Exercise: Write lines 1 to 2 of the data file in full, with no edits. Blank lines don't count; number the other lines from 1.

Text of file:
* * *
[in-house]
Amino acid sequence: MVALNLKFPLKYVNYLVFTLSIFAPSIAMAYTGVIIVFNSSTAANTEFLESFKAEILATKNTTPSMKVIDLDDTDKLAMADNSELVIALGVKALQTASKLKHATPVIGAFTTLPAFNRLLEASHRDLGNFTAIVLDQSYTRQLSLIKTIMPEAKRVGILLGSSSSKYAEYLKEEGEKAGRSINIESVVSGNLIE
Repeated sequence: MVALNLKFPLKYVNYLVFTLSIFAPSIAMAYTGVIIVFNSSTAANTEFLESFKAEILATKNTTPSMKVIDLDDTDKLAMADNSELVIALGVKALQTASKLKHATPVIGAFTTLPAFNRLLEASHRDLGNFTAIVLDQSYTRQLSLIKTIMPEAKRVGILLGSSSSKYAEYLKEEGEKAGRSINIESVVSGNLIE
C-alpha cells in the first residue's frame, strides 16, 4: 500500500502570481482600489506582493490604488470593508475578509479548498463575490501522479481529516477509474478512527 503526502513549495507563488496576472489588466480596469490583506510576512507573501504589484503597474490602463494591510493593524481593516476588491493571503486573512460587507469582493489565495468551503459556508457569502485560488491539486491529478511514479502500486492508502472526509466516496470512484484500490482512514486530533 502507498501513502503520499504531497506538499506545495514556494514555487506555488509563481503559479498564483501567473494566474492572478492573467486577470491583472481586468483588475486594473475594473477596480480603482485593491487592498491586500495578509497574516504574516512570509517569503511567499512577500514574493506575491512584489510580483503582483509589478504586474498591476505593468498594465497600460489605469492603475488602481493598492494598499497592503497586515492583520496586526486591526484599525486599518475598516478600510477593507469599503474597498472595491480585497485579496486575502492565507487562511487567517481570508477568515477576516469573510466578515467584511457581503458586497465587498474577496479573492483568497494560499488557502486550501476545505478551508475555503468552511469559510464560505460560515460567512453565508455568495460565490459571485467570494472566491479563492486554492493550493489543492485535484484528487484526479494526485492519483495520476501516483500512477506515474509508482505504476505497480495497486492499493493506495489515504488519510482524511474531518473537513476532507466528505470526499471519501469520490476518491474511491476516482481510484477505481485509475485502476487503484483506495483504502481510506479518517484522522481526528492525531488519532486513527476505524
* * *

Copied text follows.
[in-house]
Amino acid sequence: MVALNLKFPLKYVNYLVFTLSIFAPSIAMAYTGVIIVFNSSTAANTEFLESFKAEILATKNTTPSMKVIDLDDTDKLAMADNSELVIALGVKALQTASKLKHATPVIGAFTTLPAFNRLLEASHRDLGNFTAIVLDQSYTRQLSLIKTIMPEAKRVGILLGSSSSKYAEYLKEEGEKAGRSINIESVVSGNLIE